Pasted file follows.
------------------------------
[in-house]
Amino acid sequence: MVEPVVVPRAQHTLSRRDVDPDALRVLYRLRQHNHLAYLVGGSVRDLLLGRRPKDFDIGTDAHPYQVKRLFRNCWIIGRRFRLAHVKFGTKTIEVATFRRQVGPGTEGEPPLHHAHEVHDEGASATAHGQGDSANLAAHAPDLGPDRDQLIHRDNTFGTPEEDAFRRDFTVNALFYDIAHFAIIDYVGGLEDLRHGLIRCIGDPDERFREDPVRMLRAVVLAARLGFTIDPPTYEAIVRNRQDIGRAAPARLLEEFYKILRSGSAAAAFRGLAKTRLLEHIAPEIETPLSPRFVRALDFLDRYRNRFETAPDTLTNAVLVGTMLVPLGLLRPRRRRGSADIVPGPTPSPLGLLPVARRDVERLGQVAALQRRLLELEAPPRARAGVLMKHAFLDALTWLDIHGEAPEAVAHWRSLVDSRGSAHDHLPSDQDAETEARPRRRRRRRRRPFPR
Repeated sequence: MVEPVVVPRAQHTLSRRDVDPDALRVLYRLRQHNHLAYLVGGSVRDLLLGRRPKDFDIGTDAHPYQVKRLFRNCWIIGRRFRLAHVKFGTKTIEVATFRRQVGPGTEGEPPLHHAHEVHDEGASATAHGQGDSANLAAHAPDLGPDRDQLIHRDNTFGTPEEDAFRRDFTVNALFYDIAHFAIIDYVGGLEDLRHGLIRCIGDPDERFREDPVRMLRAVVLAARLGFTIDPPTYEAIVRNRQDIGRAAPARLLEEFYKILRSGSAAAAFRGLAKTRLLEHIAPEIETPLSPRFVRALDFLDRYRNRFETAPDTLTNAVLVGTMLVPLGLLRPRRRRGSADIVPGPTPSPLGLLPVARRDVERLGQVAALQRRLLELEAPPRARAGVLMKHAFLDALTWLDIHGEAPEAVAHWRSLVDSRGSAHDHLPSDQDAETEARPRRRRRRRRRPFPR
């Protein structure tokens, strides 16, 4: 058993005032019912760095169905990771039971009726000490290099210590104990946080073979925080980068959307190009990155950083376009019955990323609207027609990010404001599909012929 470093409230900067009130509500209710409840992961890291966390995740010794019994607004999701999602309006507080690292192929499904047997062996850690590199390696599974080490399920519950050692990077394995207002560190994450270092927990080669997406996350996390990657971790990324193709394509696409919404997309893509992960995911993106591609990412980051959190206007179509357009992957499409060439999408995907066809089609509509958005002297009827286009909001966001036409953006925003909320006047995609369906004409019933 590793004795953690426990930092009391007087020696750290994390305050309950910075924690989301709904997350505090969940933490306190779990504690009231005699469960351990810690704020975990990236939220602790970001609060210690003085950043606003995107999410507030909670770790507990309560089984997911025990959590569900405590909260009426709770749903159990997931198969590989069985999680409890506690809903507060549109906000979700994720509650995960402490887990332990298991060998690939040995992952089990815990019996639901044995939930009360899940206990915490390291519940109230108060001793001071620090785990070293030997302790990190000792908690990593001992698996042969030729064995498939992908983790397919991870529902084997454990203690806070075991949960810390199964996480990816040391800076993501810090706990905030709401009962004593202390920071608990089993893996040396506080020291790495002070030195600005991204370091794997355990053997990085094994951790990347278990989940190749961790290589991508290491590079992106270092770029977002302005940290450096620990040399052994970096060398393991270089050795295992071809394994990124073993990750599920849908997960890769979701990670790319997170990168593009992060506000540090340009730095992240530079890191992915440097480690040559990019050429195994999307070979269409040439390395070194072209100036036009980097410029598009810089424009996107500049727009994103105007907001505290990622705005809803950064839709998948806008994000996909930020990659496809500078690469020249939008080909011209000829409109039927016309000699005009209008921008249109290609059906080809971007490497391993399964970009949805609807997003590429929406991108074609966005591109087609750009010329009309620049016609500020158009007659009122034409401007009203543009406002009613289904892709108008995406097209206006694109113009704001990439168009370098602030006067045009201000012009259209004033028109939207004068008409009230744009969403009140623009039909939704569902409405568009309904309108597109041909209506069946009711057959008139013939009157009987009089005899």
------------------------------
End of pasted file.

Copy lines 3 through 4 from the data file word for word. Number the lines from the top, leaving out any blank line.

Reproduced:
Repeated sequence: MVEPVVVPRAQHTLSRRDVDPDALRVLYRLRQHNHLAYLVGGSVRDLLLGRRPKDFDIGTDAHPYQVKRLFRNCWIIGRRFRLAHVKFGTKTIEVATFRRQVGPGTEGEPPLHHAHEVHDEGASATAHGQGDSANLAAHAPDLGPDRDQLIHRDNTFGTPEEDAFRRDFTVNALFYDIAHFAIIDYVGGLEDLRHGLIRCIGDPDERFREDPVRMLRAVVLAARLGFTIDPPTYEAIVRNRQDIGRAAPARLLEEFYKILRSGSAAAAFRGLAKTRLLEHIAPEIETPLSPRFVRALDFLDRYRNRFETAPDTLTNAVLVGTMLVPLGLLRPRRRRGSADIVPGPTPSPLGLLPVARRDVERLGQVAALQRRLLELEAPPRARAGVLMKHAFLDALTWLDIHGEAPEAVAHWRSLVDSRGSAHDHLPSDQDAETEARPRRRRRRRRRPFPR
């Protein structure tokens, strides 16, 4: 058993005032019912760095169905990771039971009726000490290099210590104990946080073979925080980068959307190009990155950083376009019955990323609207027609990010404001599909012929 470093409230900067009130509500209710409840992961890291966390995740010794019994607004999701999602309006507080690292192929499904047997062996850690590199390696599974080490399920519950050692990077394995207002560190994450270092927990080669997406996350996390990657971790990324193709394509696409919404997309893509992960995911993106591609990412980051959190206007179509357009992957499409060439999408995907066809089609509509958005002297009827286009909001966001036409953006925003909320006047995609369906004409019933 590793004795953690426990930092009391007087020696750290994390305050309950910075924690989301709904997350505090969940933490306190779990504690009231005699469960351990810690704020975990990236939220602790970001609060210690003085950043606003995107999410507030909670770790507990309560089984997911025990959590569900405590909260009426709770749903159990997931198969590989069985999680409890506690809903507060549109906000979700994720509650995960402490887990332990298991060998690939040995992952089990815990019996639901044995939930009360899940206990915490390291519940109230108060001793001071620090785990070293030997302790990190000792908690990593001992698996042969030729064995498939992908983790397919991870529902084997454990203690806070075991949960810390199964996480990816040391800076993501810090706990905030709401009962004593202390920071608990089993893996040396506080020291790495002070030195600005991204370091794997355990053997990085094994951790990347278990989940190749961790290589991508290491590079992106270092770029977002302005940290450096620990040399052994970096060398393991270089050795295992071809394994990124073993990750599920849908997960890769979701990670790319997170990168593009992060506000540090340009730095992240530079890191992915440097480690040559990019050429195994999307070979269409040439390395070194072209100036036009980097410029598009810089424009996107500049727009994103105007907001505290990622705005809803950064839709998948806008994000996909930020990659496809500078690469020249939008080909011209000829409109039927016309000699005009209008921008249109290609059906080809971007490497391993399964970009949805609807997003590429929406991108074609966005591109087609750009010329009309620049016609500020158009007659009122034409401007009203543009406002009613289904892709108008995406097209206006694109113009704001990439168009370098602030006067045009201000012009259209004033028109939207004068008409009230744009969403009140623009039909939704569902409405568009309904309108597109041909209506069946009711057959008139013939009157009987009089005899």